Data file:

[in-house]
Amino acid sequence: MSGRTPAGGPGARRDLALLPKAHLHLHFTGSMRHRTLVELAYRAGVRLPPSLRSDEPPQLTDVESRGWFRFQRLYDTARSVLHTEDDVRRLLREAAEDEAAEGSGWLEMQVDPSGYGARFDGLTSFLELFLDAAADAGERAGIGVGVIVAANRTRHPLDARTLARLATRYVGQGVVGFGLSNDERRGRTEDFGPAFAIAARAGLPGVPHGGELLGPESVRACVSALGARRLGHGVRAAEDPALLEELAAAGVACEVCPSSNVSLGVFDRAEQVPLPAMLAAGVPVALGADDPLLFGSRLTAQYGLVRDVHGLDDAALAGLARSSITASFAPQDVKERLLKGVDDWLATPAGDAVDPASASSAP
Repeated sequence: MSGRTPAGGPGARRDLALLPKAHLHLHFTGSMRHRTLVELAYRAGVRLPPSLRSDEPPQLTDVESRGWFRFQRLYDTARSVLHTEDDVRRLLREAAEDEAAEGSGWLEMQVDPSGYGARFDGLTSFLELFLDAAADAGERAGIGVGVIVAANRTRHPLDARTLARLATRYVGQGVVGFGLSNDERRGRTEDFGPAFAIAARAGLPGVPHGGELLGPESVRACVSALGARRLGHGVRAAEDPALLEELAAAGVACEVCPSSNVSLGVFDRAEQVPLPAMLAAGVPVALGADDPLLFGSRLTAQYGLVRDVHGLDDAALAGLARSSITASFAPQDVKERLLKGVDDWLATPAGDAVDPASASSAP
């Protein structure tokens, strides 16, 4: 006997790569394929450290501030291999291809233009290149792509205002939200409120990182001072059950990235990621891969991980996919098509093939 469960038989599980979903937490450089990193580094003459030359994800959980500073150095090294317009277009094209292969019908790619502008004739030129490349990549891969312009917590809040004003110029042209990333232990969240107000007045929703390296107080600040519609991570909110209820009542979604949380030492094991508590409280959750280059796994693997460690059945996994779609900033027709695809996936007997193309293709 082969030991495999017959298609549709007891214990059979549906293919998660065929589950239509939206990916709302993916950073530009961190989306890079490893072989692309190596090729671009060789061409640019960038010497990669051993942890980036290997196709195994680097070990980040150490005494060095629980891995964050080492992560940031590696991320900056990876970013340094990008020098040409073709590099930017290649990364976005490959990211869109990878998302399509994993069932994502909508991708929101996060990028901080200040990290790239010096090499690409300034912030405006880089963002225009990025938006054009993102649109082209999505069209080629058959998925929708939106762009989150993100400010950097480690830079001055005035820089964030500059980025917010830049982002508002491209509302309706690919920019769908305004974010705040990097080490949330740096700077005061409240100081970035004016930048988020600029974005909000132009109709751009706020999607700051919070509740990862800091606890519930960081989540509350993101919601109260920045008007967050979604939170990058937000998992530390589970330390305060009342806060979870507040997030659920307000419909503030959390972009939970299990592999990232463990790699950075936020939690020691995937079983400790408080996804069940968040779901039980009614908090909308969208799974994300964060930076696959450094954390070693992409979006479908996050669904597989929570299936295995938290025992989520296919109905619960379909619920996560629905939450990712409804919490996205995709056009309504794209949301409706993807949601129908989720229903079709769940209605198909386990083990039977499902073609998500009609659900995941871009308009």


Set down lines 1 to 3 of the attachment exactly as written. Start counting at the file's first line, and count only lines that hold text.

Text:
[in-house]
Amino acid sequence: MSGRTPAGGPGARRDLALLPKAHLHLHFTGSMRHRTLVELAYRAGVRLPPSLRSDEPPQLTDVESRGWFRFQRLYDTARSVLHTEDDVRRLLREAAEDEAAEGSGWLEMQVDPSGYGARFDGLTSFLELFLDAAADAGERAGIGVGVIVAANRTRHPLDARTLARLATRYVGQGVVGFGLSNDERRGRTEDFGPAFAIAARAGLPGVPHGGELLGPESVRACVSALGARRLGHGVRAAEDPALLEELAAAGVACEVCPSSNVSLGVFDRAEQVPLPAMLAAGVPVALGADDPLLFGSRLTAQYGLVRDVHGLDDAALAGLARSSITASFAPQDVKERLLKGVDDWLATPAGDAVDPASASSAP
Repeated sequence: MSGRTPAGGPGARRDLALLPKAHLHLHFTGSMRHRTLVELAYRAGVRLPPSLRSDEPPQLTDVESRGWFRFQRLYDTARSVLHTEDDVRRLLREAAEDEAAEGSGWLEMQVDPSGYGARFDGLTSFLELFLDAAADAGERAGIGVGVIVAANRTRHPLDARTLARLATRYVGQGVVGFGLSNDERRGRTEDFGPAFAIAARAGLPGVPHGGELLGPESVRACVSALGARRLGHGVRAAEDPALLEELAAAGVACEVCPSSNVSLGVFDRAEQVPLPAMLAAGVPVALGADDPLLFGSRLTAQYGLVRDVHGLDDAALAGLARSSITASFAPQDVKERLLKGVDDWLATPAGDAVDPASASSAP